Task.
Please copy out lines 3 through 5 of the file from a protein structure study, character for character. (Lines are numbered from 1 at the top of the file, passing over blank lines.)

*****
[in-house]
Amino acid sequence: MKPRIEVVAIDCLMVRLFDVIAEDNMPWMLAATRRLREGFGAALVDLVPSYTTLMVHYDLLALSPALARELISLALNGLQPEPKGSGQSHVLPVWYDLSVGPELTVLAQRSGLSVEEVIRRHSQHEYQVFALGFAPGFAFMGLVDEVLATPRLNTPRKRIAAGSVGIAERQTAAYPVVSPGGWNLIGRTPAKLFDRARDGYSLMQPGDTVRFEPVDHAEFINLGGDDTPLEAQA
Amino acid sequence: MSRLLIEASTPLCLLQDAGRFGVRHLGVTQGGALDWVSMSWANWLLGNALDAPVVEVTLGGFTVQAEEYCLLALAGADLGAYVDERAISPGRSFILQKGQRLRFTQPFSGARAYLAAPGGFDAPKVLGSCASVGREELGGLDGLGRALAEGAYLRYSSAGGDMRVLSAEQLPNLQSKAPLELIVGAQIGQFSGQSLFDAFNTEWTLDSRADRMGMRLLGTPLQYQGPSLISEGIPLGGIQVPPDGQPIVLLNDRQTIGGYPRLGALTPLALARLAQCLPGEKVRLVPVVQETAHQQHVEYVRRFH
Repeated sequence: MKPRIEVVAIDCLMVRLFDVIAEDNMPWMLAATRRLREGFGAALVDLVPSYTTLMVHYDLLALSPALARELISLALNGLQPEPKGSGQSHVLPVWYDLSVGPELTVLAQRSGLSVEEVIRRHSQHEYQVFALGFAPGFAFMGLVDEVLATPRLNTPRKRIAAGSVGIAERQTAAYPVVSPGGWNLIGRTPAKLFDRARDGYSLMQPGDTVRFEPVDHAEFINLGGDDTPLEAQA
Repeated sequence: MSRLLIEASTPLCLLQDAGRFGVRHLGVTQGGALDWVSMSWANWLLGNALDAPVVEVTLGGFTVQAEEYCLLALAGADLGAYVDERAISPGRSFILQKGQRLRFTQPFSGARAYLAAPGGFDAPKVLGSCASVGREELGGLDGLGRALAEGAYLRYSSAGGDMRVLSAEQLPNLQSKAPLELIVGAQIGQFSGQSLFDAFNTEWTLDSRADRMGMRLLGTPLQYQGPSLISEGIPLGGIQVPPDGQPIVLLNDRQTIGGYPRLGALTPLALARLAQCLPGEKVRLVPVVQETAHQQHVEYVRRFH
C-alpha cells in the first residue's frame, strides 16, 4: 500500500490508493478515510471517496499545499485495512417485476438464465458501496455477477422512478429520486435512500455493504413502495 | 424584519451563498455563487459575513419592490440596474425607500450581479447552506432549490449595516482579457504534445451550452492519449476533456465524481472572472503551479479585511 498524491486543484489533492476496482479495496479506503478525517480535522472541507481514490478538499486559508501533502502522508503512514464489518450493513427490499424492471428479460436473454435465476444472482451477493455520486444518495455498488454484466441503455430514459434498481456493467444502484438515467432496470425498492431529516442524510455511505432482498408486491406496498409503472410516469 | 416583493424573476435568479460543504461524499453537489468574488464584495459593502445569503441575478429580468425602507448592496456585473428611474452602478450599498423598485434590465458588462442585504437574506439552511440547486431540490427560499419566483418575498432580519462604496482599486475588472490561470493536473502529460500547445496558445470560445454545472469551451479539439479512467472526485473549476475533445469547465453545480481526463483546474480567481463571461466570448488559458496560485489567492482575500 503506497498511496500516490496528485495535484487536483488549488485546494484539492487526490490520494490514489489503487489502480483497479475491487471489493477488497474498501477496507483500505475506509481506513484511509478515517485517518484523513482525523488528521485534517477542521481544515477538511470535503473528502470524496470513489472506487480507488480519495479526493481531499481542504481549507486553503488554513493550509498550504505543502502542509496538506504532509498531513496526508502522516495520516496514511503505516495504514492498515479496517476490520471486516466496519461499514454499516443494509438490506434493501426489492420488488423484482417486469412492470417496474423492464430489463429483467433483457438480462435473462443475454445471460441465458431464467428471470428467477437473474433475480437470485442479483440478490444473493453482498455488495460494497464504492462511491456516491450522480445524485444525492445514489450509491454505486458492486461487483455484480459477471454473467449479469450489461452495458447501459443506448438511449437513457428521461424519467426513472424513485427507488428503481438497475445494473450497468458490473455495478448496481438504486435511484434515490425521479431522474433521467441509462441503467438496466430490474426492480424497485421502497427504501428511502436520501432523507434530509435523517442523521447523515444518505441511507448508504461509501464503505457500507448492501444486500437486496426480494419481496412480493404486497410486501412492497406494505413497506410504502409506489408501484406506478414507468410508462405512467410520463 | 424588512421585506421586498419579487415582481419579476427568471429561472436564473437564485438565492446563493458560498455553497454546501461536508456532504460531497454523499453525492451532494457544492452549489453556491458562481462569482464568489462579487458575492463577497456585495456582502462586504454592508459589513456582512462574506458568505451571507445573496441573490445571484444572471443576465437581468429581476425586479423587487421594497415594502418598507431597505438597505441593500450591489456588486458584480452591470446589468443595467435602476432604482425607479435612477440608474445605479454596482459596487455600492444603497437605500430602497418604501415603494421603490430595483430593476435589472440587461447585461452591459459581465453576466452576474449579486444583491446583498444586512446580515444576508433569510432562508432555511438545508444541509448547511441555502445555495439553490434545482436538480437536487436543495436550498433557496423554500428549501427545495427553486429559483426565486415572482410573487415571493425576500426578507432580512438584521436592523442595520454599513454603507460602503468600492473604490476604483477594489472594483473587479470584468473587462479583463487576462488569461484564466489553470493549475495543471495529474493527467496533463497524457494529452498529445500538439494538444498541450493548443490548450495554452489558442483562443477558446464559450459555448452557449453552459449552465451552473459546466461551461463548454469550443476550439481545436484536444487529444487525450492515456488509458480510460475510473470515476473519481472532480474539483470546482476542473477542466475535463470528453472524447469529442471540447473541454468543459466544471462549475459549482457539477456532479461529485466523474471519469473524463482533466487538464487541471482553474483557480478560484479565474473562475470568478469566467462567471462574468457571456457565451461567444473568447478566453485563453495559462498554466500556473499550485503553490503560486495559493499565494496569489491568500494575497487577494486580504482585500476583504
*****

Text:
Amino acid sequence: MSRLLIEASTPLCLLQDAGRFGVRHLGVTQGGALDWVSMSWANWLLGNALDAPVVEVTLGGFTVQAEEYCLLALAGADLGAYVDERAISPGRSFILQKGQRLRFTQPFSGARAYLAAPGGFDAPKVLGSCASVGREELGGLDGLGRALAEGAYLRYSSAGGDMRVLSAEQLPNLQSKAPLELIVGAQIGQFSGQSLFDAFNTEWTLDSRADRMGMRLLGTPLQYQGPSLISEGIPLGGIQVPPDGQPIVLLNDRQTIGGYPRLGALTPLALARLAQCLPGEKVRLVPVVQETAHQQHVEYVRRFH
Repeated sequence: MKPRIEVVAIDCLMVRLFDVIAEDNMPWMLAATRRLREGFGAALVDLVPSYTTLMVHYDLLALSPALARELISLALNGLQPEPKGSGQSHVLPVWYDLSVGPELTVLAQRSGLSVEEVIRRHSQHEYQVFALGFAPGFAFMGLVDEVLATPRLNTPRKRIAAGSVGIAERQTAAYPVVSPGGWNLIGRTPAKLFDRARDGYSLMQPGDTVRFEPVDHAEFINLGGDDTPLEAQA
Repeated sequence: MSRLLIEASTPLCLLQDAGRFGVRHLGVTQGGALDWVSMSWANWLLGNALDAPVVEVTLGGFTVQAEEYCLLALAGADLGAYVDERAISPGRSFILQKGQRLRFTQPFSGARAYLAAPGGFDAPKVLGSCASVGREELGGLDGLGRALAEGAYLRYSSAGGDMRVLSAEQLPNLQSKAPLELIVGAQIGQFSGQSLFDAFNTEWTLDSRADRMGMRLLGTPLQYQGPSLISEGIPLGGIQVPPDGQPIVLLNDRQTIGGYPRLGALTPLALARLAQCLPGEKVRLVPVVQETAHQQHVEYVRRFH